Science Research

Glucose homeostasis and growth essentially depend on the hormone insulin engaging its receptor. Despite biochemical and structural advances, a fundamental contradiction has persisted in the current understanding of insulin ligand–receptor interactions. While biochemistry predicts two distinct insulin binding sites, 1 and 2, recent structural analyses have resolved only site 1. Using a combined approach of cryo-EM and atomistic molecular dynamics simulation, we present the structure of the entire dimeric insulin receptor ectodomain saturated with four insulin molecules.

Classified as: department anatomy cell biology
Category:
Published on: 17 Feb 2020

By Cynthia Feng and Kira Smith

Office of Science Education team members Cynthia Feng and Kira Smith are working with members of the Science Undergraduate Society (SUS) on planning the next edition of the SUS’s highly anticipated Academia Week.

Published on: 9 Jan 2020

Reinhardt lab receives funding from the prestigious Marfan Foundation (USA) to explore the connection between diet and disease development in Marfan syndrome. Congratulations!

Category:
Published on: 8 Oct 2019

TITLE: Augmentation of cell numbers and function in the immune system by in vivo administration of North American (NA) ginseng (Panax Quinquefolium): Assessment in normal and cancer-bearing infant, juvenile, adult and elderly mice

Published on: 7 Oct 2019

Amal Seffouh, a Postdoctoral Fellow in the Ortega lab, publishes her most recent work about the role of RbgA in the maturation of the 50S ribosomal subunit.

 

Click here to read the paper.

 

Published on: 9 Sep 2019

Aida Razi’s last PhD thesis chapter now published online in the Nucleic Acids Research journal. This publication features the first cryo-EM structures obtained by the Ortega lab in the Titan Krios microscope at FEMR-McGill.

 

Read the paper at https://academic.oup.com/nar/advance-article/doi/10.1093/nar/gkz571/5527280?searchresult=1

Published on: 4 Jul 2019

The telomerase holoenzyme responsible for maintaining telomeres in vertebrates requires many components in vivo, including dyskerin. Dyskerin binds and regulates the accumulation of the human telomerase RNA, hTR, as well as other non-coding RNAs that share the conserved H/ACA box motif. The precise mechanism by which dyskerin controls hTR levels is unknown, but is evidenced by defective hTR accumulation caused by substitutions in dyskerin, that are observed in the X-linked telomere biology disorder dyskeratosis congenita (X-DC).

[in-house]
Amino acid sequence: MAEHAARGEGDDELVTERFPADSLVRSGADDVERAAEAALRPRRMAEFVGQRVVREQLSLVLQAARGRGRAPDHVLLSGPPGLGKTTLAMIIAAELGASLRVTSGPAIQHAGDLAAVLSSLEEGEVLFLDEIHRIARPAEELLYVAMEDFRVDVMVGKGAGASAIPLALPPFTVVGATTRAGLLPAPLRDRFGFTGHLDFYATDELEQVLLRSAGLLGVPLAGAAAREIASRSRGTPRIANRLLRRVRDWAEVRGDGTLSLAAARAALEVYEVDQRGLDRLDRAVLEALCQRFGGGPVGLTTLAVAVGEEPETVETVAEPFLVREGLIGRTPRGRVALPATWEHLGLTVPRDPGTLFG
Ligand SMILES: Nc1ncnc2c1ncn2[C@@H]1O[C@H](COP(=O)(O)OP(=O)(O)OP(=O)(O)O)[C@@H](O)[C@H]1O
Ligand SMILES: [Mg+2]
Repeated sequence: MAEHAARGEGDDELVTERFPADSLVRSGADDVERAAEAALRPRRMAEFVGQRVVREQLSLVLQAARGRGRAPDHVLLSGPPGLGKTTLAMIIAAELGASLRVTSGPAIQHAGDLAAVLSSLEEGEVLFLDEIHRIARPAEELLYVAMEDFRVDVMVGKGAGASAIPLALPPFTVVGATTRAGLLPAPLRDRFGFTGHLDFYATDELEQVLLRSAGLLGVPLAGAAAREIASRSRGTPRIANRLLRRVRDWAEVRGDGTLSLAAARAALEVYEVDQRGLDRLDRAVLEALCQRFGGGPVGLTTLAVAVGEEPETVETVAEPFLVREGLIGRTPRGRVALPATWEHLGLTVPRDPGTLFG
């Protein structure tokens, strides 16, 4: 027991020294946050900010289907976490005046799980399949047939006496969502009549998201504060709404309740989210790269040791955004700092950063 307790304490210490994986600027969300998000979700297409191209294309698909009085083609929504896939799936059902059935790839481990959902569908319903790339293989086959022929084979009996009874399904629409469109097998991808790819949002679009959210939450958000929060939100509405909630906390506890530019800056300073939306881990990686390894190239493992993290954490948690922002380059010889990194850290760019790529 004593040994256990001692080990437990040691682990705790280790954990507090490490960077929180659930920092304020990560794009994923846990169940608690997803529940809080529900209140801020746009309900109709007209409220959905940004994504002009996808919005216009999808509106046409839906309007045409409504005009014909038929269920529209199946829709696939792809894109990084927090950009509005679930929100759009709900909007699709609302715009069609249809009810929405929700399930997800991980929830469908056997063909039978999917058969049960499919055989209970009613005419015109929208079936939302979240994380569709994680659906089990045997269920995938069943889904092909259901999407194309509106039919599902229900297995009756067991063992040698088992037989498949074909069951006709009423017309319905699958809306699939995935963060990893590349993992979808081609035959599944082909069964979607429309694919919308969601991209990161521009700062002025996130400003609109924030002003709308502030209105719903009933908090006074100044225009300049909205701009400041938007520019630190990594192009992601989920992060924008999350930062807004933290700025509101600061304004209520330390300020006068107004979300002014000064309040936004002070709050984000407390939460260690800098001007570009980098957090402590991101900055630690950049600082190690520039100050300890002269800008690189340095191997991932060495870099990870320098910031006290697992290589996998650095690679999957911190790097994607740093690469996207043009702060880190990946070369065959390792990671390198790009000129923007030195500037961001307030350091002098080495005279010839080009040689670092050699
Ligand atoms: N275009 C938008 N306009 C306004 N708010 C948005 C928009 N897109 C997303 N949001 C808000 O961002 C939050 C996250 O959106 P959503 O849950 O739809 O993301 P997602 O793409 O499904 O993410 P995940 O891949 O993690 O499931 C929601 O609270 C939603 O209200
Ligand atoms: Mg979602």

Published on: 23 Apr 2019

Reinhardt lab receives 5-year CIHR grant to investigate extracellular matrix-mediated regulation of microRNAs in health and disease. Congratulations!

Published on: 24 Jan 2019

One of the tightest bottlenecks in vascular tissue engineering is the lack of strength and elasticity of engineered vascular wall models caused by limited elastic fiber deposition. In this study, collagen gel-based scaffolds were cellularised with vascular smooth muscle cells (SMCs) and supplemented with human plasma fibronectin (FN), a known master organizer of several extracellular matrix (ECM) fiber systems.

Classified as: department anatomy cell biology
Published on: 9 Aug 2018

Fibronectin is a protein that exists in vertebrates in two distinct forms: one present in the blood and the other in blood vessel walls. In mammals, fibronectin is important for the development of blood vessels before birth, but whether it is continuously required for blood vessel homeostasis from birth to adulthood is unknown. We present important results from three genetically modified mouse models, which show that at least one form of fibronectin is required for the proper function and integrity of blood vessels during this period.

Classified as: department anatomy cell biology
Published on: 8 Aug 2018

Congratulations to Assistant Professor Dr. Huy Bui, who has been named a 2017 CIFAR Azrieli Global Scholar!

Published on: 9 Mar 2018

Unique collaboration of Dr. Dieter Reinhardt with geneticist Dr. Philippe Campeau at the Sainte-Justine Research Center leads to the identification of a new gene causing scoliosis and bone malformations, published in the American Journal of Human Genetics.

Published on: 9 Mar 2018

Pages

Back to top